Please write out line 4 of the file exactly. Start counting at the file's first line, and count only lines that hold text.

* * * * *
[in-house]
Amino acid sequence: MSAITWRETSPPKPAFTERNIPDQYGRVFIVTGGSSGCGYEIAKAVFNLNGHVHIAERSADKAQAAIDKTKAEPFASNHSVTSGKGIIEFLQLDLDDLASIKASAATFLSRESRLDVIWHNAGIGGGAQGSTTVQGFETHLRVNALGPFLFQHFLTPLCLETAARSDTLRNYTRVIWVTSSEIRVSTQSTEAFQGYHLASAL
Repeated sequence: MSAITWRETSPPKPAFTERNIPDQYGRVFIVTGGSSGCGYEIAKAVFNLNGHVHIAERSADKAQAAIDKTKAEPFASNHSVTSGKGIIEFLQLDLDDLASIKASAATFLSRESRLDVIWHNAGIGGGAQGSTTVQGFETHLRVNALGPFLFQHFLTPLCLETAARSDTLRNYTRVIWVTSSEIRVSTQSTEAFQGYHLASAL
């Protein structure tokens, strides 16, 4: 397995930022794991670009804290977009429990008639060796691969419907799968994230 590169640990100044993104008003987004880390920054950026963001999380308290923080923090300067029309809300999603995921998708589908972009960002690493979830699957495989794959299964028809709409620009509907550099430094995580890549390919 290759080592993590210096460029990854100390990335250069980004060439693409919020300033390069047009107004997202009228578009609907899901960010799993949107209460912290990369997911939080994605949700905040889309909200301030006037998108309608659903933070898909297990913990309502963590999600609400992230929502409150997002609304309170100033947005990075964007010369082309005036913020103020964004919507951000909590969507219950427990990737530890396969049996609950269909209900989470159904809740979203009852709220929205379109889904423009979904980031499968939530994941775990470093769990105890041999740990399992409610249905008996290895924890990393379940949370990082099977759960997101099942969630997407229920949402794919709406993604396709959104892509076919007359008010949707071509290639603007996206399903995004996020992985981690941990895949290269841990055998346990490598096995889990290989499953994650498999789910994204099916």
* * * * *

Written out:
């Protein structure tokens, strides 16, 4: 397995930022794991670009804290977009429990008639060796691969419907799968994230 590169640990100044993104008003987004880390920054950026963001999380308290923080923090300067029309809300999603995921998708589908972009960002690493979830699957495989794959299964028809709409620009509907550099430094995580890549390919 290759080592993590210096460029990854100390990335250069980004060439693409919020300033390069047009107004997202009228578009609907899901960010799993949107209460912290990369997911939080994605949700905040889309909200301030006037998108309608659903933070898909297990913990309502963590999600609400992230929502409150997002609304309170100033947005990075964007010369082309005036913020103020964004919507951000909590969507219950427990990737530890396969049996609950269909209900989470159904809740979203009852709220929205379109889904423009979904980031499968939530994941775990470093769990105890041999740990399992409610249905008996290895924890990393379940949370990082099977759960997101099942969630997407229920949402794919709406993604396709959104892509076919007359008010949707071509290639603007996206399903995004996020992985981690941990895949290269841990055998346990490598096995889990290989499953994650498999789910994204099916």